The verses are all done in a spoken word fashion, and it works. The only problem is that the song doesn't really go anywhere, so it becomes a bit repetitive. The good rhythm becomes a relentless rhythm, and the song, which feels like it's building toward something, never breaks to the next plateau. Instead it fades out.

"Nothing On My Mind" is from the 1998 album Words And Music, a title that conjures fond memories of Eddie And The Cruisers.

"Love Letter"

"Love Letter" is a sort of sweet pop song in which he's writing a letter to go back to when his life was better. Paul sings to this woman, "You're every rich man's friend/You're every poor boy's dream/I want to make a deep connection/Between you and me." I like Bruce Haymes' work on keys.


Paul Kelly strays into country and bluegrass territory with "Our Sunshine," one of two tracks from his 1999 release Smoke to be included on this disc. It features fiddle and mandolin. I love the instrumental section at the end.

"Gathering Storm," the other tune off Smoke, is one of the most beautiful songs on this album. It's a sweet acoustic number, with some nice harmonies and good work by Gerry Hale on lap steel.

"Every Fucking City"

"Every Fucking City" is one of my favorites. It's about a couple with a somewhat tempestuous relationship. He follows her through various cities of Europe, but just can't quite make the connection with her again. Early in the song Paul sings, "We split up for a while in Barcelona/We met up six days later in Madrid/I was hoping that the break would make things go a little better for us/And for a little while it almost did."

These lines will get a laugh from most music fans: "Now I'm in a night club in Helsinki/And they're playing 'La Vida Loca' once again. And I can't believe I'm dancing to this crap." Remember that song? Of course you do. I'm fairly adept at avoiding annoying pop songs, but even I couldn't escape that one. Neither could Paul Kelly. "Every fucking city sounds the same," he sings.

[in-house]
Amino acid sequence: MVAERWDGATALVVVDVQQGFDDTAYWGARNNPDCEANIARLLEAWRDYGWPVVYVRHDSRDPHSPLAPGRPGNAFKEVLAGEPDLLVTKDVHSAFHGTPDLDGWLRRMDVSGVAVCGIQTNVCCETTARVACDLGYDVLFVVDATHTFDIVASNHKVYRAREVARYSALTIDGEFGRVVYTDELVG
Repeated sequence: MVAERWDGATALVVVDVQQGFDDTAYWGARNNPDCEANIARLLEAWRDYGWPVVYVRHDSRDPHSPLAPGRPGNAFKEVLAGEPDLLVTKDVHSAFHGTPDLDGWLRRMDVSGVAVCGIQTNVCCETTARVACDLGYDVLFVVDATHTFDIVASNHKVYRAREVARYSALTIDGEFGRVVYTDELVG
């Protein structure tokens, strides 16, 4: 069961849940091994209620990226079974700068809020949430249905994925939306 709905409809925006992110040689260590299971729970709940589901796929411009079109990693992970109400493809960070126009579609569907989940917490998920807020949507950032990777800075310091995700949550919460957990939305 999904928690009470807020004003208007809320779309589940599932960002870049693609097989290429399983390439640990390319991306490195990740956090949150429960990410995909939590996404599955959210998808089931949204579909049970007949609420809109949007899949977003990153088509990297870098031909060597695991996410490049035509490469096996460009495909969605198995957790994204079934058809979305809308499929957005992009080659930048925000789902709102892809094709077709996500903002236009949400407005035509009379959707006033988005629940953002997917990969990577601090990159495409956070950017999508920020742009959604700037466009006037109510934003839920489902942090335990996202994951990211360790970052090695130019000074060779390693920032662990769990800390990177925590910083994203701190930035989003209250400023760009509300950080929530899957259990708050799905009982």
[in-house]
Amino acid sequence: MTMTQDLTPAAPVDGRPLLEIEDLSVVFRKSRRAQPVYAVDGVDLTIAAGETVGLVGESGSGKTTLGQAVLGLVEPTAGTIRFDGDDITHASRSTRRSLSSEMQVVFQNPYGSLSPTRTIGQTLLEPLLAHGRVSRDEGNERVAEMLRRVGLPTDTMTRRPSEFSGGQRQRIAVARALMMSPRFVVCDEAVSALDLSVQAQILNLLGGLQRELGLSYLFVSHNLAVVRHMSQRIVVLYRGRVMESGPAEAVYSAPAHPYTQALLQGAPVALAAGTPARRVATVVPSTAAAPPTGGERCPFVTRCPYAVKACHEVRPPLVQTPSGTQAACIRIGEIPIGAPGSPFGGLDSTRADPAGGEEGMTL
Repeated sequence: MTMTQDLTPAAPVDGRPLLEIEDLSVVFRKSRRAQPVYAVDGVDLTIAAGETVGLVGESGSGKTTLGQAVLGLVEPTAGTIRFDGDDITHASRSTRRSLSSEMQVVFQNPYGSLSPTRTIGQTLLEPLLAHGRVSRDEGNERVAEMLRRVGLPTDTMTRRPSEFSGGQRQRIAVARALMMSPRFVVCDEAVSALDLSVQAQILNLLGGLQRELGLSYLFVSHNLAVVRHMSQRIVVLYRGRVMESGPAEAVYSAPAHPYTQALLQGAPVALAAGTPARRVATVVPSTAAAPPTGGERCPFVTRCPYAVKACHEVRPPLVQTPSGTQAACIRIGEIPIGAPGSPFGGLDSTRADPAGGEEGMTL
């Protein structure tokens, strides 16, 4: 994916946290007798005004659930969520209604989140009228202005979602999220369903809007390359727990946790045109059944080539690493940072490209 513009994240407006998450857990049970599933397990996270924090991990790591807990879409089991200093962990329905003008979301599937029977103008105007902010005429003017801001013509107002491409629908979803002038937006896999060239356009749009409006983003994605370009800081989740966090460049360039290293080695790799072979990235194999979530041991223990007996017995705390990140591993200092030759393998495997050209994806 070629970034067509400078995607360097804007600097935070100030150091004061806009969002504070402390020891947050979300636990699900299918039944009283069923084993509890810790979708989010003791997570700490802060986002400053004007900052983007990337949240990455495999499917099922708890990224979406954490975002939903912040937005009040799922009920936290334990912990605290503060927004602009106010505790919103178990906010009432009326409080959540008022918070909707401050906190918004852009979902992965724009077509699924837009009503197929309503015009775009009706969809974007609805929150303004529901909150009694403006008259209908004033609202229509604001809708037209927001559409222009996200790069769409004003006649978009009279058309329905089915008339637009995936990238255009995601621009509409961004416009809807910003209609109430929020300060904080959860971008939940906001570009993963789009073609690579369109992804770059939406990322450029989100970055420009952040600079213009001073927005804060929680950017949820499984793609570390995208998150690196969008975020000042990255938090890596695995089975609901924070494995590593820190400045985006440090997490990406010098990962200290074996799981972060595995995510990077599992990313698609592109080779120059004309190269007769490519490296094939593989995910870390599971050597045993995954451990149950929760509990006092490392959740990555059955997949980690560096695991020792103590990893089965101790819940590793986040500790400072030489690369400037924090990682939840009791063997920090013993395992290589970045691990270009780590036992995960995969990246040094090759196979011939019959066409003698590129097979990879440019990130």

I love these lines: "And on the Reeperbahn I paid a woman far too much/To kick me out before I'd even reached my goal." This song even has an Arnold Schwarzenegger reference, which gets a laugh from the audience. (It's a live track.)

"Be Careful What You Pray For"

"Be Careful What You Pray For" reminds me of Bob Dylan's "Things Have Changed," which was featured in the film Wonder Boys (2000). Paul sings, "You finally make it to your place in the sun/You stop and look around you/You're friends with no one/Be careful what you want now/You might be sorry." This song is also from a soundtrack - to Silent Partner (2001).

"If I Could Start Today Again"

"If I Could Start Today Again" is a wonderful song. It's a sad acoustic song about regrets. It starts off with these lines: "All the kings and queens in The Bible/They could not turn back time/So what chance have I of a miracle in this life of mine?/I only want one day/To unsay the things I said/Undo the thing I did/Twenty-four little hours/Oh god, please wipe them all away/And I promise I will change/If I could start today again."

Wow. Have these feelings been expressed so powerfully, so clearly in another song? He begs, in a voice full of regret and shame, "Please give me back today/And I won't say the things I said or do that thing I did."

"Gunnamatta" is the only instrumental track in this collection. It has at times a bit of a dark surf sound, which is always cool.

"Your Lovin' Is On My Mind"

One of the best folk songs on this album is "Your Lovin' Is On My Mind." It's simple, sweet, and rings true. It features a nice instrumental section. But of course it's the vocals that really make this song work. Paul sings, "You're a miracle, girl, I never understand/Ooh, your lovin' is on my mind."

"Your Lovin' Is On My Mind" is from Paul Kelly's 2004 release, Ways & Means.

"You're 39, You're Beautiful And You're Mine"

The first time I listened to this album, when the CD reached "You're 39, You're Beautiful And You're Mine," I was immediately taken with it. When the song ended, I pressed the back arrow on my CD player, let it play again. And then again. And again. After maybe six or seven times, I finally let the CD continue on to the last two tracks. Then I went back and listened to "You're 39" a few more times. I absolutely love this song.